NAB 2009: Complete Coverage from Broadcasting & Cable
NAB President/CEO David Rehr told the crowd at the opening NAB session in Las Vegas that, while the toxic economy presents considerable challenges for broadcasters, there’s also great opportunity. The unfailingly upbeat face of the NAB cited the Open Mobile Video Coalition (OMVC) and the 800 stations working together to get live video streaming on some 140 mobile devices across the country.
Rehr mentioned the 66 stations about to launch the test. “Television broadcasters are moving TV beyond the bedroom, living room or kitchen. That means watching Lost on your handheld media player or Heroes on your cell phone,” he said. “That means anywhere you are, you can access the news or your favorite shows. That's our future.”
The session at the Las Vegas Hilton featured a high-flying airplane theme, and Rehr took the stage to a bone-rattling soundtrack. While broadcasting is increasingly challenged to be relevant in the digital world, Rehr said the brand equity TV stations have built over the decades will do well to promote their digital products. “We can drive users to our products on line,” he said. “Every industry is going through tough times, but not many are as well positioned to succeed as we are.”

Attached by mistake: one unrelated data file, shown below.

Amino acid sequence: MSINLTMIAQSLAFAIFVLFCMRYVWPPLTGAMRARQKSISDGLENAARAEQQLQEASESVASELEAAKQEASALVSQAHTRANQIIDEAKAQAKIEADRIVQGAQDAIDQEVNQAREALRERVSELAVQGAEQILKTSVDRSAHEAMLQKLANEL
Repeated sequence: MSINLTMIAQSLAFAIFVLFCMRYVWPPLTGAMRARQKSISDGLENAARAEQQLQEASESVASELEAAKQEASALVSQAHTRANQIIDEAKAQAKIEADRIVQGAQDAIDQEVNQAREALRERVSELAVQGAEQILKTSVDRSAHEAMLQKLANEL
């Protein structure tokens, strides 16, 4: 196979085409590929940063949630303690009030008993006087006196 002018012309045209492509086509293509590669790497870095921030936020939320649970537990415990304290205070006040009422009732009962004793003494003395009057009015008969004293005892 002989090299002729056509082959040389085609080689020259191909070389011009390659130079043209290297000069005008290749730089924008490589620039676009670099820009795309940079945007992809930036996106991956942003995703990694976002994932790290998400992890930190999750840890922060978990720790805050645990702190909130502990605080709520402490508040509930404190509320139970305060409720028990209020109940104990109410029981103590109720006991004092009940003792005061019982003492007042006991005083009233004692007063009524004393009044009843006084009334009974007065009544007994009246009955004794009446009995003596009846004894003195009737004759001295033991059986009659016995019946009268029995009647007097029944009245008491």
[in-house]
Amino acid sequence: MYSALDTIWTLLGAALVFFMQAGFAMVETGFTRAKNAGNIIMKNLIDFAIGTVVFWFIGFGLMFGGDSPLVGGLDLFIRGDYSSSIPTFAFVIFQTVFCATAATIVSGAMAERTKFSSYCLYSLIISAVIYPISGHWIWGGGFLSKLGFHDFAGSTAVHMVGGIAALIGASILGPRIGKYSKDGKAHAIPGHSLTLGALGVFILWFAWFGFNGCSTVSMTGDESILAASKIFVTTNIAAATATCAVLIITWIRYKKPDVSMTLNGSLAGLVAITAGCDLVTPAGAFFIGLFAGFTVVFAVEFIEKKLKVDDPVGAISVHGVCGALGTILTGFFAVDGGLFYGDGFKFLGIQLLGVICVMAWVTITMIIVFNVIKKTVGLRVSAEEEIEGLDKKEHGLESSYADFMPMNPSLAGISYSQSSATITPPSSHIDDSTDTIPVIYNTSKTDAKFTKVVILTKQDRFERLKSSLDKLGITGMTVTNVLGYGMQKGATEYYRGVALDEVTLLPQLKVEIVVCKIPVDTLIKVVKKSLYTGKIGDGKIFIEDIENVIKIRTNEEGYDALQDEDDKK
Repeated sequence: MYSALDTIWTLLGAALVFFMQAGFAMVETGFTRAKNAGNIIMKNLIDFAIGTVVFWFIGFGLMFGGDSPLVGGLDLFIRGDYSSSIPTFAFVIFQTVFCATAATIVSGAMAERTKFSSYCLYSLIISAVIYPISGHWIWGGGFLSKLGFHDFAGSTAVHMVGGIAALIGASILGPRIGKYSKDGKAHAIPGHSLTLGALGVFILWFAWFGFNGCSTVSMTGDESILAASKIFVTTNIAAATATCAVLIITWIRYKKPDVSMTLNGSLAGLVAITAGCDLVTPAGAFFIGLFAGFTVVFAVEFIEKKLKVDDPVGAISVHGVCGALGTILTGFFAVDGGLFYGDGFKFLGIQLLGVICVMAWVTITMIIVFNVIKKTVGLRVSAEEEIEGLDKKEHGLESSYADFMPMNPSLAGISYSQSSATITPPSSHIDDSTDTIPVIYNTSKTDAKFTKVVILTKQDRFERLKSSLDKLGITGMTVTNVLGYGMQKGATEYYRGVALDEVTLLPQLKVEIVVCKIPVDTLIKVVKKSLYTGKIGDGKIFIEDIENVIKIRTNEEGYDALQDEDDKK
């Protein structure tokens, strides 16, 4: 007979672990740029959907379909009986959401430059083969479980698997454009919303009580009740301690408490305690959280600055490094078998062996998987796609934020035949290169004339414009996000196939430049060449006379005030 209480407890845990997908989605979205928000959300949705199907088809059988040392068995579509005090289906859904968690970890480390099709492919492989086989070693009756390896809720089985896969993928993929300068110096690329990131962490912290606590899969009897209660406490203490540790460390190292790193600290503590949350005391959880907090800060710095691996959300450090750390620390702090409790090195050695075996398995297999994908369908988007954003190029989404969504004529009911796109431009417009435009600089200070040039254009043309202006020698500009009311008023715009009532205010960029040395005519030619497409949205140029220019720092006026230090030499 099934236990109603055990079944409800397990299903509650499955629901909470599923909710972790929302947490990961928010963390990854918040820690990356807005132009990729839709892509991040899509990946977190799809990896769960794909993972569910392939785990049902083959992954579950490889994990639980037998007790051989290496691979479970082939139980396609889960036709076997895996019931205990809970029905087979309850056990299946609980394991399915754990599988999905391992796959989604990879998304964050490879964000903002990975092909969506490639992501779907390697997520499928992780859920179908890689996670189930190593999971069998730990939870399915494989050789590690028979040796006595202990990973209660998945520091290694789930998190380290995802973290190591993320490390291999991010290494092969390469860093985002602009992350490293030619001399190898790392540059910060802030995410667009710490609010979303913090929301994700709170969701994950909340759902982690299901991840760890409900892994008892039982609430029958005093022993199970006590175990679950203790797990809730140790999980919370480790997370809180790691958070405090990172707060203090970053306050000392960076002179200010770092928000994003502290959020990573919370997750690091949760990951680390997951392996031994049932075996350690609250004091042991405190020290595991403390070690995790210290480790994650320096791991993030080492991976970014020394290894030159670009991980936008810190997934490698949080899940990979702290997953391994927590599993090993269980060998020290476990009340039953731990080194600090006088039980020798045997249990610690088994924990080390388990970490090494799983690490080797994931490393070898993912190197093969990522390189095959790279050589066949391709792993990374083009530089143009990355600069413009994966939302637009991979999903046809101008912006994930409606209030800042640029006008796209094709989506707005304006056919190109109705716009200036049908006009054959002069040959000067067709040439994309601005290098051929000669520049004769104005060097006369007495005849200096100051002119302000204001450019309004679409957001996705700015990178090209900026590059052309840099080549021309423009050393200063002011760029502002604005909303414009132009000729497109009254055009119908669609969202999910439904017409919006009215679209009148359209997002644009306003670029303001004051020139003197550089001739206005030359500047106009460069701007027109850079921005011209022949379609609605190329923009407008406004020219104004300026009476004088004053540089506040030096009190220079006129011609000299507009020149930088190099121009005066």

Rehr also took heart in the 7% growth in TV viewing since 2000, and was happy to remind attendees that, despite new media’s buzz, 99% of video is watched on television.
After he’d concluded, Rehr and former Belo boss Jack Sander presented a distinguished service award to Mary Tyler Moore for her stellar television career and her work on juvenile diabetes research.
Rehr then surrendered the stage to keynoter Richard Florida, author of The Rise of the Creative Class. Striking a more professorial tone than actor/filmmaker Tim Robbins did in his firebrand speech a year before, Florida echoed Rehr’s sentiments about miserable economic times spawning great innovation. He credited attendees for the intellectual capital they bring to their content. He suggested the 40 million Americans inhabiting what he calls the “creative class” in America would continue to parlay their creativity into game-changing innovation.
“They are—we are—the economic engine of our time,” said Florida
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